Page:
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confidence intervals returned by predict()

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William Rose
William Rose le 27 Juin 2023
The predict() function returns confidence intervals (CIs) for values predicted from a model. There are four options available for the CIs. Two of the options do not give the CIs I expect. Can someone explain these unexpected results? Are my expectaitons wrong or is the function wrong? I will give examples, using a simple linear regression model, and I will explain what values I expect. I'm sorry this is a long post, but I did not have time to make it shorter.
Create some data and make a simple linear regression model:
b0=0; b1=1; sigma=1; %b0=intercept, b1=slope, sigma=s.d. of random noise
mdl=fitlm(x,y); % model using x, y
Make predictions with confidence intervals (four options for CIs)
[~,yci1] =predict(mdl,xnew,'Prediction','curve', 'Simultaneous',false);
[~,yci2] =predict(mdl,xnew,'Prediction','curve', 'Simultaneous',true);
[~,yci3] =predict(mdl,xnew,'Prediction','observation','Simultaneous',false);
Plot predictions and confidence intervals
plot(x,y,'k*',xnew,ypred,'-k.'); hold on
ylabel('Y'); grid on
xlabel('X'); ylabel('C.I. Half-width'); grid on
I wish the Matlab help epxlained the following, which took me some work to figure out: The four different CIs returned by predict() follow the general formula
where SE varies depending on the 'Prediction' option, and c varies depending on the 'Simultaneous' option.
When predict() is called with 'Prediction','curve', SE is given by
When predict() is called with 'Prediction','observation', SE is given by
When predict() is called with 'Simultaneous',false, c (for simple linear regression) is given by
where p is the CI probability, 0.95 by default. The critical value of the t statistic can be obtained in Matlab with c=tinv((1+p)/2,n-2). In the example here, p=0.95 and n=11, therefore c=tinv(.975,9)=2.2622. The formulas above produce CIs that agree with the CIs of predict(), when Simultaneous is false. These CIs are plotted in red and blue above.
When Simultaneous is true, the results are not what I expect. I expect the CIs (which, according to the Matlab Help, are by Scheffe's method) to be (see here and here; these sources use different notation, but they appear to agree):
where d is the number of independent new x values for simultaneous prediction. In the examples plotted above, d=21, because length(xnew)=21. Therefore we expect c=sqrt(21*finv(.95,21,9))=7.8391. Therefore we expect the CI widths to be wider by a uniform factor of 7.84/2.26=3.47, when Simultaneous is true. But the CIs are only wider by a factor of 1.2898. (The ratio of CI widths is the same when 'Prediction','observation' is used.) Why the discrepancy?
The confidence interval, when predicting a single value with 'Simultaneous',true , is also not what we expect. When predicting a single value, d=1, and c simplifies to . , where p is the CI probability. This is identical to the non-simultaneous confidence interval, , due to the relationship between F and t distributions. It makes sense that the simultaneous and non-simultaneous CIs would be the same when there is only one value being predicted "simultaneously". But the CIs returned by predict() are not the same, when one value is being predicted. See example below.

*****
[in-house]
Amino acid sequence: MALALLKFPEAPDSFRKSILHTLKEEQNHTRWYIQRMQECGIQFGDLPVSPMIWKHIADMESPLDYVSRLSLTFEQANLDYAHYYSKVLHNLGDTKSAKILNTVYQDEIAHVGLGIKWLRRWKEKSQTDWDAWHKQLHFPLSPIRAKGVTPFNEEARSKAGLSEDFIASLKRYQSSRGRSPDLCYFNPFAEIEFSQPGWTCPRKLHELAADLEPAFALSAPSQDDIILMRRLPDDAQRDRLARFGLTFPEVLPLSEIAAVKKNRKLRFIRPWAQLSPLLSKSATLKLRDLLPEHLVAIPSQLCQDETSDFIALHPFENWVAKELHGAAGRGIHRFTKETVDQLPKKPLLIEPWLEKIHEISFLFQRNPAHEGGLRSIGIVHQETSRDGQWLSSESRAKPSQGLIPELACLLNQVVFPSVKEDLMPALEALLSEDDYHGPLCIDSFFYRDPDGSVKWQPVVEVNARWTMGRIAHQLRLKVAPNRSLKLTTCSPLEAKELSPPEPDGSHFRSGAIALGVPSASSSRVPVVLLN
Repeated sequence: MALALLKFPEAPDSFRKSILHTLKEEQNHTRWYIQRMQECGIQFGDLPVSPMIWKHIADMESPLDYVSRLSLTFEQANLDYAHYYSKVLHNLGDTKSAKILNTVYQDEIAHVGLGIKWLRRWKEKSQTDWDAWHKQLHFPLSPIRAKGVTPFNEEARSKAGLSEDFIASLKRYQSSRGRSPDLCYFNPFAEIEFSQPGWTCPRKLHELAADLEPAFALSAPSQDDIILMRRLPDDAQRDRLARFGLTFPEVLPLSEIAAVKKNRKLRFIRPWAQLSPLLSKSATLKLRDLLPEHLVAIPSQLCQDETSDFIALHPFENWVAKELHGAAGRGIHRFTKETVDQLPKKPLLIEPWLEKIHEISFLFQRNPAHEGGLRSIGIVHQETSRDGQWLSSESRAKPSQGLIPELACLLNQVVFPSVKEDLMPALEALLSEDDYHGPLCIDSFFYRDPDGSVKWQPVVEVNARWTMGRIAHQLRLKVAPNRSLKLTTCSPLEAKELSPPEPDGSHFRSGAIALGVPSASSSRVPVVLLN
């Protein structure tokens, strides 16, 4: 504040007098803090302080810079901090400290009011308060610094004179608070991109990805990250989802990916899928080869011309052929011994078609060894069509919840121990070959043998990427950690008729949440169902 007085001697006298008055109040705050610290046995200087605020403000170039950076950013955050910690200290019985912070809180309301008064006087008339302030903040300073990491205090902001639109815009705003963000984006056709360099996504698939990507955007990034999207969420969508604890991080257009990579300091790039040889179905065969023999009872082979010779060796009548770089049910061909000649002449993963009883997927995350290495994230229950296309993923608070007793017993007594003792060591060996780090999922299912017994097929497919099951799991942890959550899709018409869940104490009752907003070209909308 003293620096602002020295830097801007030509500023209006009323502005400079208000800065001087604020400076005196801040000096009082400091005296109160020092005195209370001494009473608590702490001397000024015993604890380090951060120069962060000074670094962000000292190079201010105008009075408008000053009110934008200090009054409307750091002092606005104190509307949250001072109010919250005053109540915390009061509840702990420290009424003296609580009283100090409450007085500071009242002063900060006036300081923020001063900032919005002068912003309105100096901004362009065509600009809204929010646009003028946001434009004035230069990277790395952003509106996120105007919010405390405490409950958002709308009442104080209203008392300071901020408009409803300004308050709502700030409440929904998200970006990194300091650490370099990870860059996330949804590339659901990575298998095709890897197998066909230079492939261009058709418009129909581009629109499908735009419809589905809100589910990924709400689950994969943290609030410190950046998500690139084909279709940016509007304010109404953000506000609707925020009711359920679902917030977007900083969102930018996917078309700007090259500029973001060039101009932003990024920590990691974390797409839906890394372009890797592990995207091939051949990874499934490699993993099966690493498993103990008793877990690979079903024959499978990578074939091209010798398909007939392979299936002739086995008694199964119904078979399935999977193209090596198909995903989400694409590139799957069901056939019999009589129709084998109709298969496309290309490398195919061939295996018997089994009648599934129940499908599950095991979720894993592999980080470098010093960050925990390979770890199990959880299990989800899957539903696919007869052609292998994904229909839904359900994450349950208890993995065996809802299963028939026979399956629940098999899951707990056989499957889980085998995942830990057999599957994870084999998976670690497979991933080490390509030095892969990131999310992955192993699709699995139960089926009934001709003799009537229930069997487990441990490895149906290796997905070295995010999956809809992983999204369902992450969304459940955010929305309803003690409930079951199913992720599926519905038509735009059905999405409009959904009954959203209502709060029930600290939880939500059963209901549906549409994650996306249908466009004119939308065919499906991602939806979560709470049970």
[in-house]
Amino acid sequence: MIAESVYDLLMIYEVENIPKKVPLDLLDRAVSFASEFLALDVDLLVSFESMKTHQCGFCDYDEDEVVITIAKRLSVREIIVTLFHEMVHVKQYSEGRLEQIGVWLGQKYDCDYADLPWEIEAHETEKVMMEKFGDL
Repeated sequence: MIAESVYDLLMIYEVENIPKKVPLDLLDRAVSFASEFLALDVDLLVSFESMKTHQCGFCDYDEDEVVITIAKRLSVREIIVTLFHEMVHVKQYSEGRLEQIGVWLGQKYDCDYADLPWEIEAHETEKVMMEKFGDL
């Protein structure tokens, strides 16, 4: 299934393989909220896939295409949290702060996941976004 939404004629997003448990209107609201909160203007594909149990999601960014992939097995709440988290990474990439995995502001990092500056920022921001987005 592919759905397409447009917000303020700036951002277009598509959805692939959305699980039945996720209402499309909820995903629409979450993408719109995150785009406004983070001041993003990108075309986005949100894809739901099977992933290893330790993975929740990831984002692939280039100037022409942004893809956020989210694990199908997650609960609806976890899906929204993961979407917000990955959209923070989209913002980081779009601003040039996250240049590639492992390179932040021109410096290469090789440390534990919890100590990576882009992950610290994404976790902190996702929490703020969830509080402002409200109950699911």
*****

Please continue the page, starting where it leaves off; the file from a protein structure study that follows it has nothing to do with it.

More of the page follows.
fprintf('CI, non-simultaneous: %.2f to %.2f; half-width %.2f\n',yci1,yci1(2)-ypred1)
CI, non-simultaneous: 9.17 to 10.89; half-width 0.86
fprintf('CI, simultaneous: %.2f to %.2f; half-width %.2f\n',yci2,yci2(2)-ypred2)
CI, simultaneous: 8.93 to 11.14; half-width 1.11
Why are the CIs not the same?

Réponse acceptée

ProblemSolver le 27 Juin 2023
Modifié(e) : ProblemSolver le 27 Juin 2023
Hello William,
The discrepancies you observe in the confidence intervals returned by the predict function can be attributed to the different methods employed for simultaneous prediction and the specific case of predicting a single value.
When the 'Simultaneous' option is set to true, the predict function calculates the confidence intervals using Scheffe's method, which assumes that all predicted values are correlated and adjusts the intervals accordingly. However, for the specific case of predicting a single value, the correlation among predictions is not applicable, leading to different results between simultaneous and non-simultaneous predictions.
In the case of simultaneous prediction with multiple values, the factor by which the confidence interval is widened compared to the non-simultaneous case depends on the number of independent new x values (denoted as d in your explanation). The formula you provided,
is correct for calculating the scaling factor of the confidence interval width.
Regarding the case of predicting a single value, the simultaneous and non-simultaneous confidence intervals should indeed be the same since there is no correlation among predictions. However, the predict function in MATLAB calculates the confidence intervals differently for the two cases, resulting in discrepancies.
To obtain the expected confidence intervals for the simultaneous prediction of a single value, you can manually calculate the non-simultaneous confidence interval using the formula you mentioned:
CI = ypred ± tinv((1+p)/2, n-2) * SE,
where SE is calculated based on the 'Prediction' option.
I hope this helps.
  7 commentaires
William Rose
William Rose le 2 Jan 2024
You're welcome. I predict that the CIs obtained with predint(), with appropriate options for intopt and simopt, will match the CIs from predict(), with corresponding options for Prediction and Simultaneous. You will have to investigate to be sure.
partika partikasiwatch
partika partikasiwatch le 4 Jan 2024
Yeah i Checked and CI values match for both functions with right options for prediction and simultaneous.
Again, thanks for answer.

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